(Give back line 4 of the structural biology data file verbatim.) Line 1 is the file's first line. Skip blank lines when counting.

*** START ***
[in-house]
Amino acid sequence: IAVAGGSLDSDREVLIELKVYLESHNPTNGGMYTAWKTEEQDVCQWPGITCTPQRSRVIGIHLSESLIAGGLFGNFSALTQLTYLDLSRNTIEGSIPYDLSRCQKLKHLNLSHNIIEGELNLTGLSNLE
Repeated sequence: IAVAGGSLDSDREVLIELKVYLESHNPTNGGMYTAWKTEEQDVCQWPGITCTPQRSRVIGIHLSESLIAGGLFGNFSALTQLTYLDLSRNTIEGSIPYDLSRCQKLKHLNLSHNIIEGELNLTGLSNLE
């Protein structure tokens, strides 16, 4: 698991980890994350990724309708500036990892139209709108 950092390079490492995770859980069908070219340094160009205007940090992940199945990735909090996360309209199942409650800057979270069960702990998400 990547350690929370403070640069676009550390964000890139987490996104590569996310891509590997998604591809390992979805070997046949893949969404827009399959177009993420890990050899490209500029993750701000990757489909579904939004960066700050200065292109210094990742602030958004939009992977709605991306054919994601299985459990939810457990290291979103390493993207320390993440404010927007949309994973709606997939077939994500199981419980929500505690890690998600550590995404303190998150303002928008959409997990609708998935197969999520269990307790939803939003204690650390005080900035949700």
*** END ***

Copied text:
């Protein structure tokens, strides 16, 4: 698991980890994350990724309708500036990892139209709108 950092390079490492995770859980069908070219340094160009205007940090992940199945990735909090996360309209199942409650800057979270069960702990998400 990547350690929370403070640069676009550390964000890139987490996104590569996310891509590997998604591809390992979805070997046949893949969404827009399959177009993420890990050899490209500029993750701000990757489909579904939004960066700050200065292109210094990742602030958004939009992977709605991306054919994601299985459990939810457990290291979103390493993207320390993440404010927007949309994973709606997939077939994500199981419980929500505690890690998600550590995404303190998150303002928008959409997990609708998935197969999520269990307790939803939003204690650390005080900035949700």